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In this intimate account of one of the world’s most productive inland fisheries, Troubling the Water explores how the rapid destruction of a single lake in Cambodia is upending the lives of millions. The abundance of Cambodia’s Tonle Sap Lake helped grow the country for millenia and gave rise to the Kingdom of Angkor. Fed by the rich, mud-colored waters of the powerful Mekong River, the lake owes its vast bounty to an ecological miracle that has captivated poets, artisans, and explorers throughout history.

But today, the lake is dying. Hydropower dams hold back billions of gallons of water and disrupt critical fish migration paths. On the lake, illegal fishing abetted by corruption is now unstoppable. A fast-changing climate, meanwhile, has seen a string of devastating droughts.

Troubling the Water follows ordinary Cambodians coping with the rapid erasure of a long-held way of life. Drawing on years of reporting in Cambodia, Abby Seiff traces the changes on the Tonle Sap—weaving together vivid stories of those most affected with sharp insight into one of the most threatened lakes in the world. For the millions who depend on it, the stakes couldn’t be higher.

Praise for Troubling the Water

Seiff brings her embedded experience of the country to bear in a book which could otherwise have remained a dry nonfiction account of climate change and natural resource exploitation...  I wished for the book to be at least twice longer.— Farah Abdessamad, Los Angeles Review of Books 

Her book chronicles a slow-motion disaster that no one in power seems able to comprehend, let alone respond to with the bold moves necessary to address the problem... Seiff's sharply focused prose infuses the bleak situation with detail about life on the lake as she travels its vast expanses by boat.— Brian Eyler, Nikkei Asia

Cambodia’s deep connection to water — culturally, ecologically, economically — is at the heart of Seiff’s book. It’s an elegy to Tonle Sap Lake... Seiff’s reporting is intimate, taking readers into the homes of fishers on the margins. — Lina Tran, Undark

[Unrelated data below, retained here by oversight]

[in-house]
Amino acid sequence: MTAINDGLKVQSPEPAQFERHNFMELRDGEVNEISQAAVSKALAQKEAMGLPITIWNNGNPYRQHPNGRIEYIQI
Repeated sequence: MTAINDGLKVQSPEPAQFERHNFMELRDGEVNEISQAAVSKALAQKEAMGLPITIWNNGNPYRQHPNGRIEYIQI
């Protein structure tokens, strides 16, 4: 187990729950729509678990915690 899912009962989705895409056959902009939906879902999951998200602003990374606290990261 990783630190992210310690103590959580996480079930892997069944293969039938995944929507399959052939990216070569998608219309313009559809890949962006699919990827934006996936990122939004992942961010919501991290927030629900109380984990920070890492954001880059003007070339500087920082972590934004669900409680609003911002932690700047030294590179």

She captures both the poetry of the place and the urgency of what’s happening so well. —Emily Ding, Moveable Worlds

“Troubling the Water is a haunting and lyrical eulogy to Cambodia’s once magnificent Tonle Sap Lake and the water culture of Cambodia. With precise reporting Abby Seiff reveals how centuries of rich fishing and abundant water have been depleted, replaced by an emerging dystopia... Seiff’s is an important addition to the literature on our planet’s global warming.” —Elizabeth Becker, author of You Don’t Belong Here: How Three Women Rewrote the Story of War


“Abby Seiff’s groundbreaking book deals with one of the most important and disturbing ecological issues facing mainland Southeast Asia... The author exposes the human costs of this development with empathy and a deep understanding of the issues involved.” —Milton Osborne, author of The Mekong: Turbulent Past, Uncertain Future

“The destruction of human life can occur slowly, indirectly, and even imperceptibly, which makes it no less of a crime. When natural resources supporting human life are maliciously destroyed in a similar manner and on such a great scale, there is no difference than committing a crime against humanity. This book reminds us of how much our humanity is connected to our environment.” —Youk Chhang, founder and executive director of Documentation Center of Cambodia and executive producer of A River Changes Course

“Seiff’s Troubling the Water is a beautiful and powerful ode to an ancient but rapidly disappearing world of interdependence between people and nature. A gifted writer and sensitive observer, she re-creates a world readers will want to save. A must-read.” —Saumya Roy, author of Castaway Mountain: Love and Loss among the Wastepickers of Mumbai

“Abby Seiff has courageously covered Cambodia’s troubling trajectory in the twenty-first century...” —Sophal Ear, author of Aid Dependence in Cambodia: How Foreign Assistance Undermines Democracy

“Seiff’s painstaking research, coupled with her years of reporting from Cambodia, gives voice to the marginalized and the unheard. Troubling the Water is a unique, lyrical, and immensely readable account of the impact posed by the building of dams on the Mekong and of the profound risks that the lake’s demise holds for a nation.” —Robert Carmichael, author of When the Clouds Fell from the Sky: A Disappearance, a Daughter’s Search, and Cambodia’s First War Criminal

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